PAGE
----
For an episode that rounds out the first half of a series, “The Six Ungraspables” is a surprisingly uneventful affair. I think it might be Fargo‘s worst, because as much as it moved the plot forward, it did so at a very slow pace and not in any way that added to the characters or their storylines. Or maybe I missed something. Maybe I didn’t grasp enough this time. Maybe I was too annoyed with the unnecessary opening sequence to appreciate much else in the hour that followed. One of my biggest issues with Fargo so far is its occasional hand holding. Another is its occasional lack of logic for the sake of convenience. This fifth episode was basically all about how Lester’s Macbethian hand injury fits into both of these criticisms.
After last week’s opening, I got excited when it became apparent that this too was beginning with a flashback. And to a time without snow on the ground! Silly me even thought maybe there’d be a link to O Brother, Where Art Thou? this time because of the bluegrass music. Unfortunately, all this sequence did was show us how Lester (Martin Freeman) came to own a shotgun and illustrate as plainly as possible how that shotgun later caused the festering wound in his hand. Was there anyone who was watching and hadn’t understood what that injury was from or that there was still a pellet lodged in there, one that would easily lend itself as evidence that Lester was present during Chief Thurman’s shooting?
And now I have good reason to ask this question, which has been bugging me since the beginning: why wasn’t Lester’s hand treated during his second visit to the hospital? That being the one when was brought in for his head injury suffered during the apparent home invasion and double murder of his wife and the police chief? I don’t know that someone would get a full examination following such an ordeal, but I would think a bullet hole in a hand would have to be pretty noticeable to the doctors and nurses treating him at the time. We didn’t even get a line from Molly (Allison Tolman) regarding the oversight there when she escorted the guy on his latest trip to the emergency room.
The little else that happened this week includes Mr. Numbers and Mr. Wrench (Adam Goldberg and Russell Harvard) learning the name Lorne Malvo, Malvo (Billy Bob Thornton) learning where Gus (Colin Hanks) lives, Gus learning how to turn on his daughter’s computer and Chief Oswalt (Bob Odenkirk) learning of the very plausible sounding scenario of how Lester was involved with Malvo and the murder of Sam Hess. That last educational moment was rather satisfying, I have to admit, and it made Molly sound like a classic detective character with her near-conclusive detail in the deduction of Lester’s guilt.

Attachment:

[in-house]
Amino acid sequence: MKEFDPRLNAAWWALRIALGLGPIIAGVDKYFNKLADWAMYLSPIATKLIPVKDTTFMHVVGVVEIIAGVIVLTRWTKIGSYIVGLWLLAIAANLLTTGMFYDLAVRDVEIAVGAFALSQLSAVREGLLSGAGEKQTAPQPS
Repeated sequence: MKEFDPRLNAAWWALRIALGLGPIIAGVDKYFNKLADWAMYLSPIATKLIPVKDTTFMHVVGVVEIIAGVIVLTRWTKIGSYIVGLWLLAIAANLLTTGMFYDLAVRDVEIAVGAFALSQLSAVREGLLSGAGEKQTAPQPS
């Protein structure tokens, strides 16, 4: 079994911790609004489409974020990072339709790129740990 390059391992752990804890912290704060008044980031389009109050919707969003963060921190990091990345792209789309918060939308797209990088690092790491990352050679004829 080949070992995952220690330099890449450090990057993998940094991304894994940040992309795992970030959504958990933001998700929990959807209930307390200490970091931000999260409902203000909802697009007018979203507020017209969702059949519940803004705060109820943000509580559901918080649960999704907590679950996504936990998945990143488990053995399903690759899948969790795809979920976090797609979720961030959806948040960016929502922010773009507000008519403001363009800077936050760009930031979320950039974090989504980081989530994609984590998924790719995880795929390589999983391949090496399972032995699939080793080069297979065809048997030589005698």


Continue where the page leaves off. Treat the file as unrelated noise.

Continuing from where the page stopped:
If “The Six Ungraspables” had anything going for it, the episode did provide some nice storytelling from its characters if not from the show itself. In addition to Molly’s speculated exposition, there’s the Jewish parable told to Gus by his neighbor (Byron Noble), which is reminiscent of parts of A Serious Man and is thankfully acted out rather than just told. Never mind that telling a cop a story (not an existing parable, as far as I know) where the point is “only a fool thinks he can solve the world’s problems” is a tad inappropriate, and particularly ironic given that the guy is revealed to be a member of the neighborhood watch — not solving problems, maybe, but at least trying to prevent new ones.
And then there’s Malvo’s loose explanation of why the Romans were so terrible: they were raised by wolves. Sadly no enactment of the story of Romulus and Remus and their iconic suckling at the breast of the she-wolf or, better yet, a flashback to a young Malvo being frustrated while reading The Jungle Book, but an interesting point nonetheless. Of course, Stavros (Oliver Platt) isn’t interested in any stories, even ones involving his favorite saint, any more than he was interested in listening to reason regarding the true, non-divine source of the plague of crickets from last week. He’s too preoccupied with moving a suitcase full of money from one point to another — and disappointingly those points were not of the plot kind.
At least we can appreciate the way this episode ties the religious and mythological tales together. That stuff fits with the usual titling of the episodes, too. This one comes again from a Zen koan and the Buddhist concept of the Dharmakaya. The six graspables are the five human senses plus the mind, while “the six ungraspables” refer to how neither sense nor thinking can helps us in the comprehension of the absolute (for Buddhists that includes the true nature or body of the Buddha). That obviously relates to the characters’ relationship to the ideas of a higher power, which may be the source of moral right and wrong and plagues and pure evil and even babies. And maybe that new baby smell.
I thought maybe the title also has another meaning, like it additionally refers to the characters themselves. But which six? The main characters, Molly, Malvo, Lester and Gus, are certain. The fifth could probably be Stavros. As for the sixth, I’m going to say it’s the viewer. That way the five are united as a way through which we are sensing the events of the story and the sixth is our own mind’s interpretation of what we get from those senses. Why ungraspable? Perhaps we aren’t meant to fully grasp why they all do what they do nor how we perceive those things that they do.
But if that means this series is just going to be pushing along slowly without a graspable conclusion of why any of it’s happening, then that will surely piss a lot of people off. And if I gather anything from the direct opening of this week’s episode, Fargo isn’t out to be anywhere near so difficult for its audience.